Fifty years ago tonight, the world changed forever: On this date came the end of the last two radio shows we in America consider part of the "Golden Age" of vintage radio drama and comedy. Just like vaudeville before it and silent film before that, the world saw the end of one extremely popular form of entertainment as it was replaced by another (in this case, television).

While radio broadcasts had been around for several years, commercial broadcasting did not begin until 1920. The few stations that existed during that time had little idea of what to broadcast -- music being one of the first ideas. Stations began experimenting with other subjects, broadcasting radio versions of popular plays, then original plays, finally coming up with the concept of the variety show (some music, some spoken works). Programming continued erratically for most of the decade.

With the advent of the 1930s (and the conveniently timed Depression), radio content exploded. Families unable to afford other forms of entertainment saved their scarce money and purchased a radio -- the source of otherwise free entertainment as well as much-needed news and contact with the rest of the country.

The period from roughly 1930 to roughly 1955 is considered radio's Golden Age. Literally thousands of actors from vaudeville began appearing on radio, with a not-insignificant number becoming huge stars, helping to redefine the idea of "entertainment." The power of radio was unquestionably understood the night of 30 October 1938 with the airing of the innocent (but quickly infamous) dramatization of H.G. Wells' "War of the Worlds" by the then-scarcely-known (but quickly infamous) Orson Welles.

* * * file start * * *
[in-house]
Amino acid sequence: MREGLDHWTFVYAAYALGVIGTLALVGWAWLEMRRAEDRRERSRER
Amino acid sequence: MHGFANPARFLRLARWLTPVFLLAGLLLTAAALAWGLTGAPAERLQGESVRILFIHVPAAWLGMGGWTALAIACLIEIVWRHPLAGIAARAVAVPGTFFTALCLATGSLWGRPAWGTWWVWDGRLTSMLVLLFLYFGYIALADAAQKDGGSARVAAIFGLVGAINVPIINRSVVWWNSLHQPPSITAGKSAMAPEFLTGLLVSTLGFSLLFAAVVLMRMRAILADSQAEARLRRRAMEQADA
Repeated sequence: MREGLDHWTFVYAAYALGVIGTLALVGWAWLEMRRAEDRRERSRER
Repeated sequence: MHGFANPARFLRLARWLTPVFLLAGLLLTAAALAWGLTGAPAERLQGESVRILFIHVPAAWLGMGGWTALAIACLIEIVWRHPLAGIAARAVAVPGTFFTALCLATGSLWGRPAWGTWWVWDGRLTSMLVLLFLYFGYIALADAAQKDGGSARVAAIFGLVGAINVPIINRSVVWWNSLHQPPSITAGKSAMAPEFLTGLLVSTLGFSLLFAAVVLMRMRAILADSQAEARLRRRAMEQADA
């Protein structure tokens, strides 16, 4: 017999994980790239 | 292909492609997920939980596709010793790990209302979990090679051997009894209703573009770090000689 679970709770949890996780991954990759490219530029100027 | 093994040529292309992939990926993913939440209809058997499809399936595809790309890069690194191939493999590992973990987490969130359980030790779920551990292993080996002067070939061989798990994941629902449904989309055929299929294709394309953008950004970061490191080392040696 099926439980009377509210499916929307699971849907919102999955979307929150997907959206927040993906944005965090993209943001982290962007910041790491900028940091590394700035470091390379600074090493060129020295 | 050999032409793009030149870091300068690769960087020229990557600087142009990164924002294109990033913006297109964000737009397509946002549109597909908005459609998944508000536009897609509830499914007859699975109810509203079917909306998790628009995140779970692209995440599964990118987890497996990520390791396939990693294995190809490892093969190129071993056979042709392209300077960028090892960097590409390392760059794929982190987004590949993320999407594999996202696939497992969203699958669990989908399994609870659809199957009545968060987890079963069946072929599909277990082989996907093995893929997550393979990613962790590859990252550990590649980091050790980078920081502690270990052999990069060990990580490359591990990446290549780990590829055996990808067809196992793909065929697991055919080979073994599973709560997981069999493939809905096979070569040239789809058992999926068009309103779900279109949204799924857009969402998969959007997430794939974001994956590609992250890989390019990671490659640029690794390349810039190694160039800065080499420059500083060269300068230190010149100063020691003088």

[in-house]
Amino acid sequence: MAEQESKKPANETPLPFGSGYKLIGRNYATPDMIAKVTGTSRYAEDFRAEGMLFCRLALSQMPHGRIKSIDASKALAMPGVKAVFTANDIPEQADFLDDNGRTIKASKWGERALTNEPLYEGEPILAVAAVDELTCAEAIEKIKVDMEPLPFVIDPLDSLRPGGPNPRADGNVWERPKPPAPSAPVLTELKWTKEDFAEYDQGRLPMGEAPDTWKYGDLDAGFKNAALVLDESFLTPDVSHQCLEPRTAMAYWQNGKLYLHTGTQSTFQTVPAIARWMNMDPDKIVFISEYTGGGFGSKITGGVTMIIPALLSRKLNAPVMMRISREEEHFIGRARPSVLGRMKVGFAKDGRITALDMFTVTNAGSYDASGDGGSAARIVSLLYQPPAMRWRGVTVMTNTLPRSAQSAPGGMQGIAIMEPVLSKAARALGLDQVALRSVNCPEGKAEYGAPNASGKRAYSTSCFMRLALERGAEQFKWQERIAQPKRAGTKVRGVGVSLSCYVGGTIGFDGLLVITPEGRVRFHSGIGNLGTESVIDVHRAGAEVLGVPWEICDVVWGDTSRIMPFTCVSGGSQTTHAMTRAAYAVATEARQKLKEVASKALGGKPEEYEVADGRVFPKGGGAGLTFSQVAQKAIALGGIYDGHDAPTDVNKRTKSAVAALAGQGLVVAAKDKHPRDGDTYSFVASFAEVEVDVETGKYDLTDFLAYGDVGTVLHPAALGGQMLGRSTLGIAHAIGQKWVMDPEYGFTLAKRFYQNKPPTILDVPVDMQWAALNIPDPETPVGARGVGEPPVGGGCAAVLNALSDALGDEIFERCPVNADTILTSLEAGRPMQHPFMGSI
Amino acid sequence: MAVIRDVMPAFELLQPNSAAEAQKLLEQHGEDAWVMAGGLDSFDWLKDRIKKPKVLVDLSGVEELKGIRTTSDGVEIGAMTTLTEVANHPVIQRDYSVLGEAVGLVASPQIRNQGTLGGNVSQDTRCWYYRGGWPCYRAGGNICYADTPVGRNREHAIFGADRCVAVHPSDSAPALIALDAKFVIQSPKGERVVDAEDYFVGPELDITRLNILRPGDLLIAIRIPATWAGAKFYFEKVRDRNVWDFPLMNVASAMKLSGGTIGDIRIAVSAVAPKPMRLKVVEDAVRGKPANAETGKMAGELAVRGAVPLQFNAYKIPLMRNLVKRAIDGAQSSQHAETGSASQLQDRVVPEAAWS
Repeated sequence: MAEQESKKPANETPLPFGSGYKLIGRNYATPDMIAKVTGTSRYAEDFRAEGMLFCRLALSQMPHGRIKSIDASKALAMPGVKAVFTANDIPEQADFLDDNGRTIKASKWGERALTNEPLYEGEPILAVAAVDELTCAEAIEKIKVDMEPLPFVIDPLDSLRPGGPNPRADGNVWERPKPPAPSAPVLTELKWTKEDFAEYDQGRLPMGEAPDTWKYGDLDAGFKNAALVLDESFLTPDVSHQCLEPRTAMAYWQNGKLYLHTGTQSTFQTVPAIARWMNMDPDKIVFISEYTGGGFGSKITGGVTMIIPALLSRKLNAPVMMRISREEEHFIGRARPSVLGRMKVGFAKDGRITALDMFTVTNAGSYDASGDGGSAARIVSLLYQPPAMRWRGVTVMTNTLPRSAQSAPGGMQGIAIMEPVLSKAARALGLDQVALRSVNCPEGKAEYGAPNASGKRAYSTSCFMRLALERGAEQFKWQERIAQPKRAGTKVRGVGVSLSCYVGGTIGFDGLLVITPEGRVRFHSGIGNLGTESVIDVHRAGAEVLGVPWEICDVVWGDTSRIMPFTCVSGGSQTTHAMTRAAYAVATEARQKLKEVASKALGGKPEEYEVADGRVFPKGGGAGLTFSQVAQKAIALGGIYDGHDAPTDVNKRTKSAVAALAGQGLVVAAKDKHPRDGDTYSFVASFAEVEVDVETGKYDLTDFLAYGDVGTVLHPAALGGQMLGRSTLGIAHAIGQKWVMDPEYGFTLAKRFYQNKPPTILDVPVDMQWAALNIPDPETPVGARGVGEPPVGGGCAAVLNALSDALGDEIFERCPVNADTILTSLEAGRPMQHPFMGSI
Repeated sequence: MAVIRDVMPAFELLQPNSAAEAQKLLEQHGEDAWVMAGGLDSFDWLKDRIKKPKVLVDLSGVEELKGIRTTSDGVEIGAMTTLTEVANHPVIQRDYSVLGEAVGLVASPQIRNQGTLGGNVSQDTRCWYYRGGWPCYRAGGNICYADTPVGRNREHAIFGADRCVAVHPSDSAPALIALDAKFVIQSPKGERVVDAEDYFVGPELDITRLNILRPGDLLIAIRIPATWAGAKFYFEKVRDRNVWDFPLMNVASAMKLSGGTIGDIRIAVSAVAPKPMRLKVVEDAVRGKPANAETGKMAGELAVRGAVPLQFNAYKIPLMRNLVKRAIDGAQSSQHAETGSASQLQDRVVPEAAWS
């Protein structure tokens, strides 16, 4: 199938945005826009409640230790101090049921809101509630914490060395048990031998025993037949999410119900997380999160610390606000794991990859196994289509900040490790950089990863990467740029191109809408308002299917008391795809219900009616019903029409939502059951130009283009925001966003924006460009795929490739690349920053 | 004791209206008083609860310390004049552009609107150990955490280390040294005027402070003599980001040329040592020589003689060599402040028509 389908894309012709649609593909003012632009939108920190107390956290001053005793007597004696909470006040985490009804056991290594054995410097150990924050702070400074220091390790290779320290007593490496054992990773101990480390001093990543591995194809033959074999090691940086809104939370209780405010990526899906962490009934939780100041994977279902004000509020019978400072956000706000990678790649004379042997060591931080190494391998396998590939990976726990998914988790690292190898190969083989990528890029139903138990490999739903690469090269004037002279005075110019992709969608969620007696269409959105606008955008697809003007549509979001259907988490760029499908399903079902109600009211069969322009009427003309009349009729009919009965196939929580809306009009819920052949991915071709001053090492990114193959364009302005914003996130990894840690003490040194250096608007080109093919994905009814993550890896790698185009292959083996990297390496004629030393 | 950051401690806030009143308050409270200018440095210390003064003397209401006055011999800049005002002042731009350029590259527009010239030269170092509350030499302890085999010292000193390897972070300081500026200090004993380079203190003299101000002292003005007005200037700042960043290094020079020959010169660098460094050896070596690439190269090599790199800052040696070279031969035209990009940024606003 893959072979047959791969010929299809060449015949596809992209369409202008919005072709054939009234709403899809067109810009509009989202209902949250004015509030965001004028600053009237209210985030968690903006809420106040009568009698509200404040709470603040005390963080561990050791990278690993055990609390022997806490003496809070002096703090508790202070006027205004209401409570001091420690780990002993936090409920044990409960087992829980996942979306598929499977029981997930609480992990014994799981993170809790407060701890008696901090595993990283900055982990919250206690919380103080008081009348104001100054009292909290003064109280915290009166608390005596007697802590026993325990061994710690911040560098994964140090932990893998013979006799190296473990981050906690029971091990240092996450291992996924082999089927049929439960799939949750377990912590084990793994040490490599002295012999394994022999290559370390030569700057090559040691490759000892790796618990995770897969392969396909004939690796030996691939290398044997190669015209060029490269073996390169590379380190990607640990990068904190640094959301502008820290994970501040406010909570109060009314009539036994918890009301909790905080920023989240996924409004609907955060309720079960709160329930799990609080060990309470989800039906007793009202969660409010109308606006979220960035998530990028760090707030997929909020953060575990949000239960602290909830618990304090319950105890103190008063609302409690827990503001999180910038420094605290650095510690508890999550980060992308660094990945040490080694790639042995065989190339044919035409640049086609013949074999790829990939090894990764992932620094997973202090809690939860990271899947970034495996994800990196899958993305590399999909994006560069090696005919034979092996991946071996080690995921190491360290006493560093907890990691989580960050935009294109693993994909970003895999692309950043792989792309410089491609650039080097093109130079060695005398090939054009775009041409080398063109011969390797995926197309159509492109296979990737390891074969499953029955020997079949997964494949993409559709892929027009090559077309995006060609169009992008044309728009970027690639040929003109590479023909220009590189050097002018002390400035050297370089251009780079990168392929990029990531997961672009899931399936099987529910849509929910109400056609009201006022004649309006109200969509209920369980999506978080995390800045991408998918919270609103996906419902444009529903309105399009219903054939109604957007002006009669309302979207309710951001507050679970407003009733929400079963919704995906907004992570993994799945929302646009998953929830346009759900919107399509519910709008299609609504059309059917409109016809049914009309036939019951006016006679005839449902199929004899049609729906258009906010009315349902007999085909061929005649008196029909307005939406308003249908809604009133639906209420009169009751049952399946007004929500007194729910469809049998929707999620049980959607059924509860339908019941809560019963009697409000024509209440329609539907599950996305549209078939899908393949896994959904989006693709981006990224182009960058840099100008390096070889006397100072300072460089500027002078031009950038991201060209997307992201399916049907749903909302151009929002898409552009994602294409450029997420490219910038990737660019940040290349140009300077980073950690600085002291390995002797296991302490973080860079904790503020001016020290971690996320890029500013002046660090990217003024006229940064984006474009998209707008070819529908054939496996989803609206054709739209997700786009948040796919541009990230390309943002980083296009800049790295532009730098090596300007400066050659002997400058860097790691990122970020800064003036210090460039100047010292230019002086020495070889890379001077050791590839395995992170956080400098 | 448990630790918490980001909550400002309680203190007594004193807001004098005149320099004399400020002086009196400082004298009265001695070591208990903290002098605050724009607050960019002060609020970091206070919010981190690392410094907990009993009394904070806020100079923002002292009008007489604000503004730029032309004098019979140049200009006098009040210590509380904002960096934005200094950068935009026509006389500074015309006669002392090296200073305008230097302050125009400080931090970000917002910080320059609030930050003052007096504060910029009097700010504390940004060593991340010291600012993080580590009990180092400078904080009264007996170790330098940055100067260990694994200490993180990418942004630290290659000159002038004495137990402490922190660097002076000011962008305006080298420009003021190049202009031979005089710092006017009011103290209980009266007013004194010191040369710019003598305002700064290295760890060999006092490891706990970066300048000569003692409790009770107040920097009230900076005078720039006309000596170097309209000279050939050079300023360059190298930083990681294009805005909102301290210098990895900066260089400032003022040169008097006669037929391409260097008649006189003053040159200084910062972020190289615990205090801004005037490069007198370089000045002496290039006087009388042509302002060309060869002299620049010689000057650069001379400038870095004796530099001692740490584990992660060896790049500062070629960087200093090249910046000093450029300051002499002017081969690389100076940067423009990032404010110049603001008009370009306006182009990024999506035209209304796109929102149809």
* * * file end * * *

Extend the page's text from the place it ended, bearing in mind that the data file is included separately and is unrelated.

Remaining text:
By then, radio was certainly ubiquitous: news, sports, weather, farm reports, music -- as well as the more famous comedies and dramas -- were everywhere. Newspapers feared for their survival owing to the reductions in revenue as advertisers moved their money to the juggernaut that was radio.

(Other countries, as well, hopped on the radio bandwagon with productions in England, France, Germany, Australia and many others.)

Radio grew up with the advent of war (Edward R. Murrow's broadcasts from war-torn Britain). Radio played two major roles in the 1941 bombing of Pearl Harbor: the Japanese bombers pinpointed Hawaii from far out in the ocean by latching onto the broadcasts of a Hawaii radio station; and radio brought the first news of the attack to America and the world.

Inevitably, television became the dominant entertainment medium in the home, and radio slowly faded away -- although quite a number of early television programs were versions of popular radio shows. For example, the most popular comedy on television ever, "I Love Lucy," was a variant of Lucille Ball's popular radio program "My Favorite Husband."

After the end of the Golden Age, there were attempts to bring back radio drama in America including the unsuccessful Theater Five (1964–1965), and the highly successful CBS Radio Mystery Theater (1974–1982).

While such a wealth of radio drama and comedy will never be prominent in America again, we can still enjoy the richness of radio owing to transcription disks capturing performances (to be broadcast at "this more convenient time"); and many groups and clubs that occasionally produce live-versions of vintage radio or even new scripts.

For your enjoyment, here are the final episodes of "Yours Truly, Johnny Dollar" and "Suspense" that aired 50 years ago tonight:

20 September 2012

Happy Birthday, Maggie Cheung!

Birthday greetings go out to the most beautiful woman in the world (pictured).

15 September 2012

A Bit of Orson Welles

For many years, I've had a saying that goes something like this: "It's one thing to think you know everything, it's quite another when you actually do." I use this when referring to people who present themselves as larger-than-life know-it-alls (actors, writers, other people with talent) who come off as pompous but who really are as good as they think they are.